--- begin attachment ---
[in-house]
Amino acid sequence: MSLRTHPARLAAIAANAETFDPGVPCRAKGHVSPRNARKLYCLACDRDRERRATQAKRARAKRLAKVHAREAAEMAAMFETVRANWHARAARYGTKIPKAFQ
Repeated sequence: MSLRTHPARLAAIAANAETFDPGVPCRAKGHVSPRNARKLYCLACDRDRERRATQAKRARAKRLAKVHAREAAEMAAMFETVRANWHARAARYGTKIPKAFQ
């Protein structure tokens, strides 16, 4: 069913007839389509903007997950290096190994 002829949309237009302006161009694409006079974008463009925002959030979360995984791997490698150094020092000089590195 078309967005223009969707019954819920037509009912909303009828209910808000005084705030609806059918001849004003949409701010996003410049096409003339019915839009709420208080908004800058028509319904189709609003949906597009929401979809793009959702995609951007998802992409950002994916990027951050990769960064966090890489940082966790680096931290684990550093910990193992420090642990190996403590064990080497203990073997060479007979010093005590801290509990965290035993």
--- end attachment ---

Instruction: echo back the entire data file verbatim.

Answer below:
[in-house]
Amino acid sequence: MSLRTHPARLAAIAANAETFDPGVPCRAKGHVSPRNARKLYCLACDRDRERRATQAKRARAKRLAKVHAREAAEMAAMFETVRANWHARAARYGTKIPKAFQ
Repeated sequence: MSLRTHPARLAAIAANAETFDPGVPCRAKGHVSPRNARKLYCLACDRDRERRATQAKRARAKRLAKVHAREAAEMAAMFETVRANWHARAARYGTKIPKAFQ
């Protein structure tokens, strides 16, 4: 069913007839389509903007997950290096190994 002829949309237009302006161009694409006079974008463009925002959030979360995984791997490698150094020092000089590195 078309967005223009969707019954819920037509009912909303009828209910808000005084705030609806059918001849004003949409701010996003410049096409003339019915839009709420208080908004800058028509319904189709609003949906597009929401979809793009959702995609951007998802992409950002994916990027951050990769960064966090890489940082966790680096931290684990550093910990193992420090642990190996403590064990080497203990073997060479007979010093005590801290509990965290035993």